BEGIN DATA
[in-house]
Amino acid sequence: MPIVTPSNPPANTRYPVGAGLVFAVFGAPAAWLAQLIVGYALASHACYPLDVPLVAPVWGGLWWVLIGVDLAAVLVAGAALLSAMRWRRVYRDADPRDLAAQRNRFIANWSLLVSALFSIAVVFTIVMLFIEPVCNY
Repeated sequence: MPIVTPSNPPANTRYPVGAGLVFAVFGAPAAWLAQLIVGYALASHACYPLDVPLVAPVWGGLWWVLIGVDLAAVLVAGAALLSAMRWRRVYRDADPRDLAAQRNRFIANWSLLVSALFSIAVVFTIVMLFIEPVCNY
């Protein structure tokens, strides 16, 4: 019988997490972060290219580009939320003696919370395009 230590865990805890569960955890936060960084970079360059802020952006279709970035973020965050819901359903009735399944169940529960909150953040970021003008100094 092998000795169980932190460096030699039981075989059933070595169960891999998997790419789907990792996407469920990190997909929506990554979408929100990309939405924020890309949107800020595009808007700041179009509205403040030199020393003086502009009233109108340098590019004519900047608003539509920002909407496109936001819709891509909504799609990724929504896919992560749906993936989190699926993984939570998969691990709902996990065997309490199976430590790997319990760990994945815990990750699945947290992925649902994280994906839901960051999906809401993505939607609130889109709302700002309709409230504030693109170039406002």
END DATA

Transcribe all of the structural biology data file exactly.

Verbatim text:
[in-house]
Amino acid sequence: MPIVTPSNPPANTRYPVGAGLVFAVFGAPAAWLAQLIVGYALASHACYPLDVPLVAPVWGGLWWVLIGVDLAAVLVAGAALLSAMRWRRVYRDADPRDLAAQRNRFIANWSLLVSALFSIAVVFTIVMLFIEPVCNY
Repeated sequence: MPIVTPSNPPANTRYPVGAGLVFAVFGAPAAWLAQLIVGYALASHACYPLDVPLVAPVWGGLWWVLIGVDLAAVLVAGAALLSAMRWRRVYRDADPRDLAAQRNRFIANWSLLVSALFSIAVVFTIVMLFIEPVCNY
């Protein structure tokens, strides 16, 4: 019988997490972060290219580009939320003696919370395009 230590865990805890569960955890936060960084970079360059802020952006279709970035973020965050819901359903009735399944169940529960909150953040970021003008100094 092998000795169980932190460096030699039981075989059933070595169960891999998997790419789907990792996407469920990190997909929506990554979408929100990309939405924020890309949107800020595009808007700041179009509205403040030199020393003086502009009233109108340098590019004519900047608003539509920002909407496109936001819709891509909504799609990724929504896919992560749906993936989190699926993984939570998969691990709902996990065997309490199976430590790997319990760990994945815990990750699945947290992925649902994280994906839901960051999906809401993505939607609130889109709302700002309709409230504030693109170039406002």